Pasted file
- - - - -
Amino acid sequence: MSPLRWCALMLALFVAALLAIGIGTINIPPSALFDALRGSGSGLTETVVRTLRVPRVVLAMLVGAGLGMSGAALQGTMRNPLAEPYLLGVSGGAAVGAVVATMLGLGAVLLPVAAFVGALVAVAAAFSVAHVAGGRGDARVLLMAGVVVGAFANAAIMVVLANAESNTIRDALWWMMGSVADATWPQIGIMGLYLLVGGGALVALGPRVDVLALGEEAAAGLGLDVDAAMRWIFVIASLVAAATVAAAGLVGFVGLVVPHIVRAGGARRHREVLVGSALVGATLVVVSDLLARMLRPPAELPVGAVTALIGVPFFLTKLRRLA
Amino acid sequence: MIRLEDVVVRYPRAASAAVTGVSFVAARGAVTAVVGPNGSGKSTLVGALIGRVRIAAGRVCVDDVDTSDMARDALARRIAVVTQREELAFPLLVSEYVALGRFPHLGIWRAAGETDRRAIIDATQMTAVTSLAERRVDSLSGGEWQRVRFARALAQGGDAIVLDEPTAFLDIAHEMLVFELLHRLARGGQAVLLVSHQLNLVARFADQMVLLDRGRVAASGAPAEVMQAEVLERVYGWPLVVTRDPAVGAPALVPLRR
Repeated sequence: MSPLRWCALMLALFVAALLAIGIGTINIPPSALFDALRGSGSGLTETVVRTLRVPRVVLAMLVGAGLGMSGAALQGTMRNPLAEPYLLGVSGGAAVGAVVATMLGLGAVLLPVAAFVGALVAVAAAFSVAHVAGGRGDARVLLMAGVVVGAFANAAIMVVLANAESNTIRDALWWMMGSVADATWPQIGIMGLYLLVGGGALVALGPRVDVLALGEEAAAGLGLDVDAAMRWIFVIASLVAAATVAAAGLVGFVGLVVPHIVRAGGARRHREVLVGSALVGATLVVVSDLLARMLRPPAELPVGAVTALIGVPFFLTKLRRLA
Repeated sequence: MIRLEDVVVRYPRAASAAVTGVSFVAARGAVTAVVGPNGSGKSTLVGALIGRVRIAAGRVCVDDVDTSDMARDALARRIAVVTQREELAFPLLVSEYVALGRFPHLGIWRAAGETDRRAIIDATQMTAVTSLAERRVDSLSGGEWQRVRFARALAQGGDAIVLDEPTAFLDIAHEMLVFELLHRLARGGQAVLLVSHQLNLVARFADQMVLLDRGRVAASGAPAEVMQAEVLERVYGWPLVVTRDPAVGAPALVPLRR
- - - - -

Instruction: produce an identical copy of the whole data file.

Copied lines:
Amino acid sequence: MSPLRWCALMLALFVAALLAIGIGTINIPPSALFDALRGSGSGLTETVVRTLRVPRVVLAMLVGAGLGMSGAALQGTMRNPLAEPYLLGVSGGAAVGAVVATMLGLGAVLLPVAAFVGALVAVAAAFSVAHVAGGRGDARVLLMAGVVVGAFANAAIMVVLANAESNTIRDALWWMMGSVADATWPQIGIMGLYLLVGGGALVALGPRVDVLALGEEAAAGLGLDVDAAMRWIFVIASLVAAATVAAAGLVGFVGLVVPHIVRAGGARRHREVLVGSALVGATLVVVSDLLARMLRPPAELPVGAVTALIGVPFFLTKLRRLA
Amino acid sequence: MIRLEDVVVRYPRAASAAVTGVSFVAARGAVTAVVGPNGSGKSTLVGALIGRVRIAAGRVCVDDVDTSDMARDALARRIAVVTQREELAFPLLVSEYVALGRFPHLGIWRAAGETDRRAIIDATQMTAVTSLAERRVDSLSGGEWQRVRFARALAQGGDAIVLDEPTAFLDIAHEMLVFELLHRLARGGQAVLLVSHQLNLVARFADQMVLLDRGRVAASGAPAEVMQAEVLERVYGWPLVVTRDPAVGAPALVPLRR
Repeated sequence: MSPLRWCALMLALFVAALLAIGIGTINIPPSALFDALRGSGSGLTETVVRTLRVPRVVLAMLVGAGLGMSGAALQGTMRNPLAEPYLLGVSGGAAVGAVVATMLGLGAVLLPVAAFVGALVAVAAAFSVAHVAGGRGDARVLLMAGVVVGAFANAAIMVVLANAESNTIRDALWWMMGSVADATWPQIGIMGLYLLVGGGALVALGPRVDVLALGEEAAAGLGLDVDAAMRWIFVIASLVAAATVAAAGLVGFVGLVVPHIVRAGGARRHREVLVGSALVGATLVVVSDLLARMLRPPAELPVGAVTALIGVPFFLTKLRRLA
Repeated sequence: MIRLEDVVVRYPRAASAAVTGVSFVAARGAVTAVVGPNGSGKSTLVGALIGRVRIAAGRVCVDDVDTSDMARDALARRIAVVTQREELAFPLLVSEYVALGRFPHLGIWRAAGETDRRAIIDATQMTAVTSLAERRVDSLSGGEWQRVRFARALAQGGDAIVLDEPTAFLDIAHEMLVFELLHRLARGGQAVLLVSHQLNLVARFADQMVLLDRGRVAASGAPAEVMQAEVLERVYGWPLVVTRDPAVGAPALVPLRR